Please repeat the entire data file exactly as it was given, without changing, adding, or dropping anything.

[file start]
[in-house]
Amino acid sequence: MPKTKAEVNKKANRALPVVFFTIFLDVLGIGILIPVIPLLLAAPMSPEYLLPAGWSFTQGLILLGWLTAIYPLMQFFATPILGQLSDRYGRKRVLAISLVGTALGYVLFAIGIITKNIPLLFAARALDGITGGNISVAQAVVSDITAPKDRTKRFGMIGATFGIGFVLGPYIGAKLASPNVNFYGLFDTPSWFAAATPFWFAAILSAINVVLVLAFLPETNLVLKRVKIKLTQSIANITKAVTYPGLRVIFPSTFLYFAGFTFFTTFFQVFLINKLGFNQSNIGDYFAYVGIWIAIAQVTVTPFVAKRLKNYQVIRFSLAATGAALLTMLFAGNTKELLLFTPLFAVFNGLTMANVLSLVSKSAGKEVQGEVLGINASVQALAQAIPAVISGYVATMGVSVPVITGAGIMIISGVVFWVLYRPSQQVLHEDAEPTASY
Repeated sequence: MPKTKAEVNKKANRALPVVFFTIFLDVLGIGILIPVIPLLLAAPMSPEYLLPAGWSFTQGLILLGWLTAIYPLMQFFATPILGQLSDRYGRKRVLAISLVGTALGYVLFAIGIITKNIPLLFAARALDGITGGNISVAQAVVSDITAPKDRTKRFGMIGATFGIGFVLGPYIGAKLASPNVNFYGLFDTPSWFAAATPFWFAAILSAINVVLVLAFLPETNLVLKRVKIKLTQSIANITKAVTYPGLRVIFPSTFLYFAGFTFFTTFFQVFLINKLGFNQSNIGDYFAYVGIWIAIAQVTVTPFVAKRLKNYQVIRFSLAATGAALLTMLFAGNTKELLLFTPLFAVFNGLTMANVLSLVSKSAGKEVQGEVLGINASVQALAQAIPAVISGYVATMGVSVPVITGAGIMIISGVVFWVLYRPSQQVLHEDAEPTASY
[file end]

[in-house]
Amino acid sequence: MPKTKAEVNKKANRALPVVFFTIFLDVLGIGILIPVIPLLLAAPMSPEYLLPAGWSFTQGLILLGWLTAIYPLMQFFATPILGQLSDRYGRKRVLAISLVGTALGYVLFAIGIITKNIPLLFAARALDGITGGNISVAQAVVSDITAPKDRTKRFGMIGATFGIGFVLGPYIGAKLASPNVNFYGLFDTPSWFAAATPFWFAAILSAINVVLVLAFLPETNLVLKRVKIKLTQSIANITKAVTYPGLRVIFPSTFLYFAGFTFFTTFFQVFLINKLGFNQSNIGDYFAYVGIWIAIAQVTVTPFVAKRLKNYQVIRFSLAATGAALLTMLFAGNTKELLLFTPLFAVFNGLTMANVLSLVSKSAGKEVQGEVLGINASVQALAQAIPAVISGYVATMGVSVPVITGAGIMIISGVVFWVLYRPSQQVLHEDAEPTASY
Repeated sequence: MPKTKAEVNKKANRALPVVFFTIFLDVLGIGILIPVIPLLLAAPMSPEYLLPAGWSFTQGLILLGWLTAIYPLMQFFATPILGQLSDRYGRKRVLAISLVGTALGYVLFAIGIITKNIPLLFAARALDGITGGNISVAQAVVSDITAPKDRTKRFGMIGATFGIGFVLGPYIGAKLASPNVNFYGLFDTPSWFAAATPFWFAAILSAINVVLVLAFLPETNLVLKRVKIKLTQSIANITKAVTYPGLRVIFPSTFLYFAGFTFFTTFFQVFLINKLGFNQSNIGDYFAYVGIWIAIAQVTVTPFVAKRLKNYQVIRFSLAATGAALLTMLFAGNTKELLLFTPLFAVFNGLTMANVLSLVSKSAGKEVQGEVLGINASVQALAQAIPAVISGYVATMGVSVPVITGAGIMIISGVVFWVLYRPSQQVLHEDAEPTASY